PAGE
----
REACH: ECHA publishes analytical methods – also a benchmark for criminal compliance
The chief objective of the enforcement project REACH-EN-FORCE 4 is to increase checks on whether restrictions are being complied with in 2016. The European Chemicals Agency (ECHA) has already announced that particular attention is to be paid to 14 selected restriction entries set out in Annex XVII of Regulation (EC) No 1907/2006 (REACH) (see Noerr News of 4 February 2016). In this context, the ECHA has now published a compendium of more than 100 recommended analytical methods which in their estimation can be used to check compliance with the restrictions set out in Annex XVII of the REACH Regulation.
The purpose of the compendium is mainly to support the competent authorities of the Member States in the context of the REACH-EN-FORCE 4 project, which is already running, and to provide standardised benchmarks. During the project, the enforcement authorities will concentrate on checking compliance with restrictions for 14 substances occurring in consumer products in a total of 29 European countries. Nevertheless, the compendium now published also has real practical relevance for the internal compliance mechanisms of companies.
On the one hand, the restrictions first and foremost prohibit products that fail to comply with the relevant provisions set out in Annex XVII of the REACH Regulation from being placed on the market. Thus the relevant provisions have to be observed in full at all levels of the supply chain, and breaches can impact equally on every player in the supply chain. The main reason for this is that according to Article 3(12) of the REACH Regulation the term “placing on the market” covers all acts “whether in return for payment or free of charge”, and even simple physical imports of goods into the customs territory of the Community are deemed to be placing on the market.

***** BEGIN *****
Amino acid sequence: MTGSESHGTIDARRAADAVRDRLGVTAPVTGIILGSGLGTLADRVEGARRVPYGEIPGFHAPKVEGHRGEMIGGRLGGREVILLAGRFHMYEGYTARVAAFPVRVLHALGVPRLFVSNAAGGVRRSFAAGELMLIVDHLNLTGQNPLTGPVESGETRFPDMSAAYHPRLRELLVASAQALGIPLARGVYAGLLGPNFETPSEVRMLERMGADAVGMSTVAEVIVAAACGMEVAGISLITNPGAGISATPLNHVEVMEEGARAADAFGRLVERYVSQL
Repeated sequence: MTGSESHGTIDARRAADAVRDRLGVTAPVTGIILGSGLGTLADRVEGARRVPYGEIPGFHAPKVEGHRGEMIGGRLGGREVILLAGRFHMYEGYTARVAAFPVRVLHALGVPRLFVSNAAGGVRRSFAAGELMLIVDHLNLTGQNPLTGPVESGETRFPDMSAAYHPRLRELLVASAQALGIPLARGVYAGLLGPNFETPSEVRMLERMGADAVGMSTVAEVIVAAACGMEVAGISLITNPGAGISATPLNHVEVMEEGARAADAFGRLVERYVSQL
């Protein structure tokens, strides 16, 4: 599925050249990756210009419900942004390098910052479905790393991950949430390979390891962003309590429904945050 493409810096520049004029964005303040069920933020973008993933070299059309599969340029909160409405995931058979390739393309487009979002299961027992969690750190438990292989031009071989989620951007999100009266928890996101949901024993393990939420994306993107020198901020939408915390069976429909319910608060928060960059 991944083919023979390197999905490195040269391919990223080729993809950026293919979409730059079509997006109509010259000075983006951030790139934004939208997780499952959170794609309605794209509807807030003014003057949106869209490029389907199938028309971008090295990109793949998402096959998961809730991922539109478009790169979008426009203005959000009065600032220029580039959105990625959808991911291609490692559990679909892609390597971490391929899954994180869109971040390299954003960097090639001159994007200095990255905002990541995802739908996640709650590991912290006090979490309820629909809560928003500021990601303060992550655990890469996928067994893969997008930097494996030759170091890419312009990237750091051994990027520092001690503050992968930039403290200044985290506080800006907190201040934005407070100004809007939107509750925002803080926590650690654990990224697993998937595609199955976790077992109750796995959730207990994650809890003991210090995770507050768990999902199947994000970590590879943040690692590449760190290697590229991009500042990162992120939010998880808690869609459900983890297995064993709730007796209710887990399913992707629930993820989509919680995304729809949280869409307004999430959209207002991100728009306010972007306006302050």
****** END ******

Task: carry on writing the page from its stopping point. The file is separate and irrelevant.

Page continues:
At the same time, it is important to be aware that under section 5 of the German Chemical Sanctions Regulation the relevant breaches of the restrictions under Annex XVII of the REACH Regulation are prosecuted as criminal offences in Germany. This means that in the event of potential breaches of restrictive provisions, there is always a direct risk for all players in the supply chain of being held criminally liable. Unfortunately, this risk has materialised on a more frequent basis in the last two years in relation to the restrictions already existing under Annex XVII of the REACH Regulation due to the changes in enforcement practices. It will only be possible to reliably deal with this risk in corporate practice if businesses make sure that the legal requirements are complied with by using suitable review, control and documentation mechanisms. Especially in this context, based on this newly available compendium of analytical methods, companies are certainly advised to take a critical look at whether or not they should realign their current practices. Starting now, it will be necessary to ensure at least that actions taken by businesses take into account the analytical methods set out by the ECHA – for instance when carrying out any required random checks, instructing testing organisations or checking confirmations from suppliers. Otherwise, risks exist not only in the shape of orders by the regulatory authorities prohibiting products from being placed on the market or contractual disputes with customers, but also a direct risk of being found criminally liable. As always, if an authority detects the presence of a hazardous substance, the entire defence strategy in the correspondence with the authorities should be designed to prevent the matter from being assessed as criminally relevant from the outset.
Compendium on analytical methods to enforce restrictions Methodology for recommending analytical methods to check compliance with REACH Annex XVII restrictions
Any questions? Please contact: Martin Ahlhaus or Dr Arun Kapoor
Practice Group: Litigation; Regulation & Governmental Affairs; Commerce & Trade